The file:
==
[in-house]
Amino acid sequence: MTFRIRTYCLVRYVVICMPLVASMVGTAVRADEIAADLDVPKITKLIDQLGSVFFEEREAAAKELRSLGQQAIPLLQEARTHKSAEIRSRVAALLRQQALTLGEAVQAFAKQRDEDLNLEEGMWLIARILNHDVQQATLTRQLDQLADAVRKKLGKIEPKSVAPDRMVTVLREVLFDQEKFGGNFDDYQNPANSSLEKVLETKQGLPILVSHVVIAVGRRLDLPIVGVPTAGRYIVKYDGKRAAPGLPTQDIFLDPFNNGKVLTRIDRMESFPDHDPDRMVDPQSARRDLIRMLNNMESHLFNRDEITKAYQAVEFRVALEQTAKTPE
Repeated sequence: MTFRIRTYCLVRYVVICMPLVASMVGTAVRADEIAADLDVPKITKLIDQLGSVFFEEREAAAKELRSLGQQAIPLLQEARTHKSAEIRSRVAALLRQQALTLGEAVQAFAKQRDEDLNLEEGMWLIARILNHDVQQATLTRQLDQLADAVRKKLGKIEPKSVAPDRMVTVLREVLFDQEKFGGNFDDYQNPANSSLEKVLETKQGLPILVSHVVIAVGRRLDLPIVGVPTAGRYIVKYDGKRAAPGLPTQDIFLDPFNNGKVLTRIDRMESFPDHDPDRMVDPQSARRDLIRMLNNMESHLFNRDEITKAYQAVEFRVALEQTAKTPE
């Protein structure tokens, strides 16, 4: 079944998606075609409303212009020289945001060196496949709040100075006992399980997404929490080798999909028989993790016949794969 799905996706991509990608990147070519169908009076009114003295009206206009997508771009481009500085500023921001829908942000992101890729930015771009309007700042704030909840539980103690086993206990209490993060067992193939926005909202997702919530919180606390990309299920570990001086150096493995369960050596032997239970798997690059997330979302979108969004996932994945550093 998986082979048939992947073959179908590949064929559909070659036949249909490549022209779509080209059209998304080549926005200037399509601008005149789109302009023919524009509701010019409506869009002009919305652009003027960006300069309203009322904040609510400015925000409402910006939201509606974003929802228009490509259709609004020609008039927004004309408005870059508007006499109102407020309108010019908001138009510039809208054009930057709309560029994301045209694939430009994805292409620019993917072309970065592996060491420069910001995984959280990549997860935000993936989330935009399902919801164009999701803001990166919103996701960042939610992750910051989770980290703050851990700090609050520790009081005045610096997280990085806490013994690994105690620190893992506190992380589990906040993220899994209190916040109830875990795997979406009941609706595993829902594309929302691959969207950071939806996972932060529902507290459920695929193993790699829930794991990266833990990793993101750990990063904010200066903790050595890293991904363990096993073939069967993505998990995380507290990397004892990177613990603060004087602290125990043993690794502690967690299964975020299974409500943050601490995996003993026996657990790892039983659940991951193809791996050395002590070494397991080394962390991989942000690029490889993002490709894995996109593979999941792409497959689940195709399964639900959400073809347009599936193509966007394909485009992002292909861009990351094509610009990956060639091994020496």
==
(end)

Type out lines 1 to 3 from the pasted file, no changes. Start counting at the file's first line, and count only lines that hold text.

[in-house]
Amino acid sequence: MTFRIRTYCLVRYVVICMPLVASMVGTAVRADEIAADLDVPKITKLIDQLGSVFFEEREAAAKELRSLGQQAIPLLQEARTHKSAEIRSRVAALLRQQALTLGEAVQAFAKQRDEDLNLEEGMWLIARILNHDVQQATLTRQLDQLADAVRKKLGKIEPKSVAPDRMVTVLREVLFDQEKFGGNFDDYQNPANSSLEKVLETKQGLPILVSHVVIAVGRRLDLPIVGVPTAGRYIVKYDGKRAAPGLPTQDIFLDPFNNGKVLTRIDRMESFPDHDPDRMVDPQSARRDLIRMLNNMESHLFNRDEITKAYQAVEFRVALEQTAKTPE
Repeated sequence: MTFRIRTYCLVRYVVICMPLVASMVGTAVRADEIAADLDVPKITKLIDQLGSVFFEEREAAAKELRSLGQQAIPLLQEARTHKSAEIRSRVAALLRQQALTLGEAVQAFAKQRDEDLNLEEGMWLIARILNHDVQQATLTRQLDQLADAVRKKLGKIEPKSVAPDRMVTVLREVLFDQEKFGGNFDDYQNPANSSLEKVLETKQGLPILVSHVVIAVGRRLDLPIVGVPTAGRYIVKYDGKRAAPGLPTQDIFLDPFNNGKVLTRIDRMESFPDHDPDRMVDPQSARRDLIRMLNNMESHLFNRDEITKAYQAVEFRVALEQTAKTPE